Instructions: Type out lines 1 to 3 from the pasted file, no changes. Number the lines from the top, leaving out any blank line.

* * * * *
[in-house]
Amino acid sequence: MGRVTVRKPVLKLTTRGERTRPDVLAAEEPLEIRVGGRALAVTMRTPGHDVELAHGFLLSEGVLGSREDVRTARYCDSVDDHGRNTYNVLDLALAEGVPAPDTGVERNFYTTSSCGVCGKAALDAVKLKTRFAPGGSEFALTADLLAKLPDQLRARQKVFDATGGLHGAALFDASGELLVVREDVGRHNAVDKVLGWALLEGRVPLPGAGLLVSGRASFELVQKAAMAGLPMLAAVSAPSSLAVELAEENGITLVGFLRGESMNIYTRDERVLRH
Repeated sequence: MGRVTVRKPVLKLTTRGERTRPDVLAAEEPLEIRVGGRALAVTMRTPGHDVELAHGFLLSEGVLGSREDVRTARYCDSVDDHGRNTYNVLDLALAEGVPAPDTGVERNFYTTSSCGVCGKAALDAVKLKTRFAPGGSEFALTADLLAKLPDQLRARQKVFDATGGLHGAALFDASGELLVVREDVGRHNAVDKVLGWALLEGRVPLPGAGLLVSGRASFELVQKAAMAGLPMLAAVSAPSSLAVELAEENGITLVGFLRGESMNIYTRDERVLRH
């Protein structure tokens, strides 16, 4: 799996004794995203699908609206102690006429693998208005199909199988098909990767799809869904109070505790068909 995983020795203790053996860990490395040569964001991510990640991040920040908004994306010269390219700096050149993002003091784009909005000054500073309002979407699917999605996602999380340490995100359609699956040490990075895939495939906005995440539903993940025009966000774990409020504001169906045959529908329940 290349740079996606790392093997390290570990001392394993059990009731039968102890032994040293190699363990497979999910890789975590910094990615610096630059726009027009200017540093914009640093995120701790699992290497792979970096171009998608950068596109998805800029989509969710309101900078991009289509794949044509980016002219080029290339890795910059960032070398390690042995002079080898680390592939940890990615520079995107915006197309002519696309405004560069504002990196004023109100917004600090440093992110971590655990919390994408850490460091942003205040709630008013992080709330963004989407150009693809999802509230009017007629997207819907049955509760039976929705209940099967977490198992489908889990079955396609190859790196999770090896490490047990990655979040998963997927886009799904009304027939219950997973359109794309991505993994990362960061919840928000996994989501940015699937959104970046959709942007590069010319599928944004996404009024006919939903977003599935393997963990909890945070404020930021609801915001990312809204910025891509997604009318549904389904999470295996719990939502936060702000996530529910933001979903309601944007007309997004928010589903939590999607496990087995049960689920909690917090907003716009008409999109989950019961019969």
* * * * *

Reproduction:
[in-house]
Amino acid sequence: MGRVTVRKPVLKLTTRGERTRPDVLAAEEPLEIRVGGRALAVTMRTPGHDVELAHGFLLSEGVLGSREDVRTARYCDSVDDHGRNTYNVLDLALAEGVPAPDTGVERNFYTTSSCGVCGKAALDAVKLKTRFAPGGSEFALTADLLAKLPDQLRARQKVFDATGGLHGAALFDASGELLVVREDVGRHNAVDKVLGWALLEGRVPLPGAGLLVSGRASFELVQKAAMAGLPMLAAVSAPSSLAVELAEENGITLVGFLRGESMNIYTRDERVLRH
Repeated sequence: MGRVTVRKPVLKLTTRGERTRPDVLAAEEPLEIRVGGRALAVTMRTPGHDVELAHGFLLSEGVLGSREDVRTARYCDSVDDHGRNTYNVLDLALAEGVPAPDTGVERNFYTTSSCGVCGKAALDAVKLKTRFAPGGSEFALTADLLAKLPDQLRARQKVFDATGGLHGAALFDASGELLVVREDVGRHNAVDKVLGWALLEGRVPLPGAGLLVSGRASFELVQKAAMAGLPMLAAVSAPSSLAVELAEENGITLVGFLRGESMNIYTRDERVLRH